If you're interested in changing your own oil and oil filter -- and pilot-certificated owners are allowed to -- don't treat it as an easy job even if you've done it on your car. Complexities abound and errors are costly. AVweb presents a basic outline of the process, as well as an in-depth description of how to deal with that oil filter.
It's one of those things that every maintenance-minded operator should know how to do. In fact, it's the cornerstone of maintenance procedures as diverse as brake relining and oil-filter changing. But many non-mechanics are fearful of tying safety wires, because they don't know how or because they think they're not allowed to do it. AVweb is here to help.
No one in officialdom seems to be too worried about the security implications of the alleged theft ... even as (some) general aviation readies to return to Washington National airport, Sept. 18 (many, many aircraft will still be excluded under extensive regulations). "I would just encourage increased vigilance at the various airports and the companies that have these aircraft to ensure better security," Emmett told the Journal-Constitution. "I don't think it requires any systems changes." The various alphabet groups are offering similar advice. "This is a good reminder for all pilots to follow the Airport Watch precepts, especially securing unattended aircraft, and report any suspicious activity," said Andy Cebula, AOPA senior vice president of government and technical affairs. "If as a community we can prevent thefts like this, we'll reduce the chance of more security regulation."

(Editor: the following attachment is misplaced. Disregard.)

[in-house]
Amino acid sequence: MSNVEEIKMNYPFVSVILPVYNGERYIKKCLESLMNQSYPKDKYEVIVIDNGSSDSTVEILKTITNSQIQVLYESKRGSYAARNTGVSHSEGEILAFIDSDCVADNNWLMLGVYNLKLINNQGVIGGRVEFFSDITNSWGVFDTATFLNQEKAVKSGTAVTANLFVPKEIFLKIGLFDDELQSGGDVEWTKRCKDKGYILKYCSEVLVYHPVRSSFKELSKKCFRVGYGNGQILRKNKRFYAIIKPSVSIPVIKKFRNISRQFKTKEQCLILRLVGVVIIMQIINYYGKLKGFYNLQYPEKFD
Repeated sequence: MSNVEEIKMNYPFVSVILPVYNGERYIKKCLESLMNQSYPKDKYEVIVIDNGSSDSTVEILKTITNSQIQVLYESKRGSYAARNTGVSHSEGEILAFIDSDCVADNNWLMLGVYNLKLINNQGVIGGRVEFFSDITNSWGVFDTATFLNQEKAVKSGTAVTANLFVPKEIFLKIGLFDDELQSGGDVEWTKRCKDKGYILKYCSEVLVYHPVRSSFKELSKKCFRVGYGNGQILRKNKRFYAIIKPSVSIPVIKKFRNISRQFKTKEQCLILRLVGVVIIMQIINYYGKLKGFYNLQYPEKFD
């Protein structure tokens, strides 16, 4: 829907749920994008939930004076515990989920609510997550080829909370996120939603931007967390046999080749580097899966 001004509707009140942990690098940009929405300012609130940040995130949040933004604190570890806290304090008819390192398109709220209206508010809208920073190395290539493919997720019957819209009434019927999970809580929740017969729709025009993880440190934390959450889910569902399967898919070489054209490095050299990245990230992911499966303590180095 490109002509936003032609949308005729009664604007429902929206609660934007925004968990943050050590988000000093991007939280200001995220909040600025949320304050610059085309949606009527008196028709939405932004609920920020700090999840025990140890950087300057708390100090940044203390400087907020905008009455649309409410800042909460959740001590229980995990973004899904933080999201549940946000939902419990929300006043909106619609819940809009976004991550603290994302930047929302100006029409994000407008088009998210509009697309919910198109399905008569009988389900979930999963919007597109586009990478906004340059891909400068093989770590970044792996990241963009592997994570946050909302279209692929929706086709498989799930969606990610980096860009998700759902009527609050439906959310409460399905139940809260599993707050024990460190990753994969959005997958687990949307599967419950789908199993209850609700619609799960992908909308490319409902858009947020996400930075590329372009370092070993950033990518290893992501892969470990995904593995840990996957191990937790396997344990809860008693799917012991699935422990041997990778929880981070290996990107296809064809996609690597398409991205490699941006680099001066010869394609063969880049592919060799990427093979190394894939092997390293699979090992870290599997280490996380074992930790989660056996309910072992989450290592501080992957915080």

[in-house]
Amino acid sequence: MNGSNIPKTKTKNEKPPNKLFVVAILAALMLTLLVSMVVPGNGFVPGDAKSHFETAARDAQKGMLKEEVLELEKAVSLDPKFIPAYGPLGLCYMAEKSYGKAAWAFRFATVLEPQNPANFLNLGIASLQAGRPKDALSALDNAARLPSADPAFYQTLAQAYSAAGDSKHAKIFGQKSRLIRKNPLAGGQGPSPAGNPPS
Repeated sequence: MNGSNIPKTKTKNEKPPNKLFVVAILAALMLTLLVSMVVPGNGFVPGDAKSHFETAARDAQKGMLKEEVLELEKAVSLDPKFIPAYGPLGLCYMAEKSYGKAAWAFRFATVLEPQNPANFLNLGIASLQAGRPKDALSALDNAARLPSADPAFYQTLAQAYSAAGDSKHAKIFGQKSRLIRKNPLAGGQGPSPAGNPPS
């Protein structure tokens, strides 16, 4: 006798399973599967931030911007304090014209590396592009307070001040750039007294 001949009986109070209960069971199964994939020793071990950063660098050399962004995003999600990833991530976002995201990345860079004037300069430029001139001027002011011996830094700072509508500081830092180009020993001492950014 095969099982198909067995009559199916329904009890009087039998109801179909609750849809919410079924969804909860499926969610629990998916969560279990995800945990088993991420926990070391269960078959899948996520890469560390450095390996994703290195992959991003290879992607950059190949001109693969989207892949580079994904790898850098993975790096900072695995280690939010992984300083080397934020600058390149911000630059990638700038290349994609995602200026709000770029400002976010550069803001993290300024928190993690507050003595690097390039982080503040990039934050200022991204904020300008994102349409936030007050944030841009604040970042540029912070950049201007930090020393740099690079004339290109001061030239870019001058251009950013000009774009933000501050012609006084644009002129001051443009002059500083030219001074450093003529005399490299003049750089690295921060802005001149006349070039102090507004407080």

Maintenance logs are required to prove compliance with regulations, but do you have to have them when you sell the plane? If not, what will happen to the price you get for the plane? And, therefore, will you get compensation from your insurance company if the logs are lost or destroyed? Think again.